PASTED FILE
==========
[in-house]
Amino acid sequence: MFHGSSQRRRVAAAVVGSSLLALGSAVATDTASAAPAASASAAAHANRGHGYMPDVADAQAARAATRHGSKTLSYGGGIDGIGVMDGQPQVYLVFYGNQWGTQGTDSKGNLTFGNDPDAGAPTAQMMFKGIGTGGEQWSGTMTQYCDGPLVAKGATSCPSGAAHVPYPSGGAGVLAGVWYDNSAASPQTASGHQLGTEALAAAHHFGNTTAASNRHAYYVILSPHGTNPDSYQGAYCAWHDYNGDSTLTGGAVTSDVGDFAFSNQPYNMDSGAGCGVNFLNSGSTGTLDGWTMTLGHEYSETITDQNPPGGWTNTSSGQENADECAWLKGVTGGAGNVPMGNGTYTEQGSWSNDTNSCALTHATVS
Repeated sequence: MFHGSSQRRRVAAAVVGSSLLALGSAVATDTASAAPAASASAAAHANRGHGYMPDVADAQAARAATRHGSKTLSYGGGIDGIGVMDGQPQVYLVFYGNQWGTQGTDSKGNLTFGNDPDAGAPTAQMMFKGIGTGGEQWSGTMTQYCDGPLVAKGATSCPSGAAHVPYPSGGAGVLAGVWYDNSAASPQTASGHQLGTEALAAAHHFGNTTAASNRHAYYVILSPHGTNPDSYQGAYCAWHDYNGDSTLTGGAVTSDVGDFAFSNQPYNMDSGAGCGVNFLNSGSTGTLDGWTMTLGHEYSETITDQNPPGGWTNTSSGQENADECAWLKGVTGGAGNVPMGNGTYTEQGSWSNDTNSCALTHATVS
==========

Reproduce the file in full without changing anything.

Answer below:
[in-house]
Amino acid sequence: MFHGSSQRRRVAAAVVGSSLLALGSAVATDTASAAPAASASAAAHANRGHGYMPDVADAQAARAATRHGSKTLSYGGGIDGIGVMDGQPQVYLVFYGNQWGTQGTDSKGNLTFGNDPDAGAPTAQMMFKGIGTGGEQWSGTMTQYCDGPLVAKGATSCPSGAAHVPYPSGGAGVLAGVWYDNSAASPQTASGHQLGTEALAAAHHFGNTTAASNRHAYYVILSPHGTNPDSYQGAYCAWHDYNGDSTLTGGAVTSDVGDFAFSNQPYNMDSGAGCGVNFLNSGSTGTLDGWTMTLGHEYSETITDQNPPGGWTNTSSGQENADECAWLKGVTGGAGNVPMGNGTYTEQGSWSNDTNSCALTHATVS
Repeated sequence: MFHGSSQRRRVAAAVVGSSLLALGSAVATDTASAAPAASASAAAHANRGHGYMPDVADAQAARAATRHGSKTLSYGGGIDGIGVMDGQPQVYLVFYGNQWGTQGTDSKGNLTFGNDPDAGAPTAQMMFKGIGTGGEQWSGTMTQYCDGPLVAKGATSCPSGAAHVPYPSGGAGVLAGVWYDNSAASPQTASGHQLGTEALAAAHHFGNTTAASNRHAYYVILSPHGTNPDSYQGAYCAWHDYNGDSTLTGGAVTSDVGDFAFSNQPYNMDSGAGCGVNFLNSGSTGTLDGWTMTLGHEYSETITDQNPPGGWTNTSSGQENADECAWLKGVTGGAGNVPMGNGTYTEQGSWSNDTNSCALTHATVS